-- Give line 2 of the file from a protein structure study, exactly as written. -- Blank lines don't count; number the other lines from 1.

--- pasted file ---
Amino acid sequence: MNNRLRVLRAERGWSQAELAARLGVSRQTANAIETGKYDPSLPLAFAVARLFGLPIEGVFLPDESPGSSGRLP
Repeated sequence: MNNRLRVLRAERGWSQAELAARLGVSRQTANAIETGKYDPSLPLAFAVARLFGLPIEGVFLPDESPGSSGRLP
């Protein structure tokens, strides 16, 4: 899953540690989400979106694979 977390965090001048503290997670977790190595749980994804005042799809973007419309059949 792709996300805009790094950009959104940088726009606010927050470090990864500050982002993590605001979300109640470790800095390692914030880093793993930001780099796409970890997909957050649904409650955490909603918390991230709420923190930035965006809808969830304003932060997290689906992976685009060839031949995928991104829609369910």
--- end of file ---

Repeated sequence: MNNRLRVLRAERGWSQAELAARLGVSRQTANAIETGKYDPSLPLAFAVARLFGLPIEGVFLPDESPGSSGRLP